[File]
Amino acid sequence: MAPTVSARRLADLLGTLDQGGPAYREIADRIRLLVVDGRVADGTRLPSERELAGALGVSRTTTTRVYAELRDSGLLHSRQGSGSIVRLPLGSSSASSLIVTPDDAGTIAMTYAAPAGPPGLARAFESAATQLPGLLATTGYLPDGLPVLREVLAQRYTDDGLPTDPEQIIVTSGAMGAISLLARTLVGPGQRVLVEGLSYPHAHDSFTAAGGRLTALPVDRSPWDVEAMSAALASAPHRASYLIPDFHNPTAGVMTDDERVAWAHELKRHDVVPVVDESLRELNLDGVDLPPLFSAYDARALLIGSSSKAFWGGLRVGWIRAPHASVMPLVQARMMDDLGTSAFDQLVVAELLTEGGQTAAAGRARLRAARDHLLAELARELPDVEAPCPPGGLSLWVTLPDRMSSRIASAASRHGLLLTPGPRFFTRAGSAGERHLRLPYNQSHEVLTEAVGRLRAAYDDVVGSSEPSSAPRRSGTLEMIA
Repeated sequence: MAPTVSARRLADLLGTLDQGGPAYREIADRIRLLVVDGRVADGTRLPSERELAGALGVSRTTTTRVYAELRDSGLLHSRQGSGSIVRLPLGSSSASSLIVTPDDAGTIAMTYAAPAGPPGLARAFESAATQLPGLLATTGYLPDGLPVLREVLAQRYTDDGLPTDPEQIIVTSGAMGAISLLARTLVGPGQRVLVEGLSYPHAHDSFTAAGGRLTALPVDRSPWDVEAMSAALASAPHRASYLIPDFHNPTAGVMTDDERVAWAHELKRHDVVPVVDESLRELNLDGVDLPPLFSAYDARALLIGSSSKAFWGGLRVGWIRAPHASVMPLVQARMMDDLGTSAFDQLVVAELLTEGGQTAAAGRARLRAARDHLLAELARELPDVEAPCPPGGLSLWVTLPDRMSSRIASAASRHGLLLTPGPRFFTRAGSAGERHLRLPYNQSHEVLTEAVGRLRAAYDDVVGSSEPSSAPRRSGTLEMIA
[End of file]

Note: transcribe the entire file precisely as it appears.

Amino acid sequence: MAPTVSARRLADLLGTLDQGGPAYREIADRIRLLVVDGRVADGTRLPSERELAGALGVSRTTTTRVYAELRDSGLLHSRQGSGSIVRLPLGSSSASSLIVTPDDAGTIAMTYAAPAGPPGLARAFESAATQLPGLLATTGYLPDGLPVLREVLAQRYTDDGLPTDPEQIIVTSGAMGAISLLARTLVGPGQRVLVEGLSYPHAHDSFTAAGGRLTALPVDRSPWDVEAMSAALASAPHRASYLIPDFHNPTAGVMTDDERVAWAHELKRHDVVPVVDESLRELNLDGVDLPPLFSAYDARALLIGSSSKAFWGGLRVGWIRAPHASVMPLVQARMMDDLGTSAFDQLVVAELLTEGGQTAAAGRARLRAARDHLLAELARELPDVEAPCPPGGLSLWVTLPDRMSSRIASAASRHGLLLTPGPRFFTRAGSAGERHLRLPYNQSHEVLTEAVGRLRAAYDDVVGSSEPSSAPRRSGTLEMIA
Repeated sequence: MAPTVSARRLADLLGTLDQGGPAYREIADRIRLLVVDGRVADGTRLPSERELAGALGVSRTTTTRVYAELRDSGLLHSRQGSGSIVRLPLGSSSASSLIVTPDDAGTIAMTYAAPAGPPGLARAFESAATQLPGLLATTGYLPDGLPVLREVLAQRYTDDGLPTDPEQIIVTSGAMGAISLLARTLVGPGQRVLVEGLSYPHAHDSFTAAGGRLTALPVDRSPWDVEAMSAALASAPHRASYLIPDFHNPTAGVMTDDERVAWAHELKRHDVVPVVDESLRELNLDGVDLPPLFSAYDARALLIGSSSKAFWGGLRVGWIRAPHASVMPLVQARMMDDLGTSAFDQLVVAELLTEGGQTAAAGRARLRAARDHLLAELARELPDVEAPCPPGGLSLWVTLPDRMSSRIASAASRHGLLLTPGPRFFTRAGSAGERHLRLPYNQSHEVLTEAVGRLRAAYDDVVGSSEPSSAPRRSGTLEMIA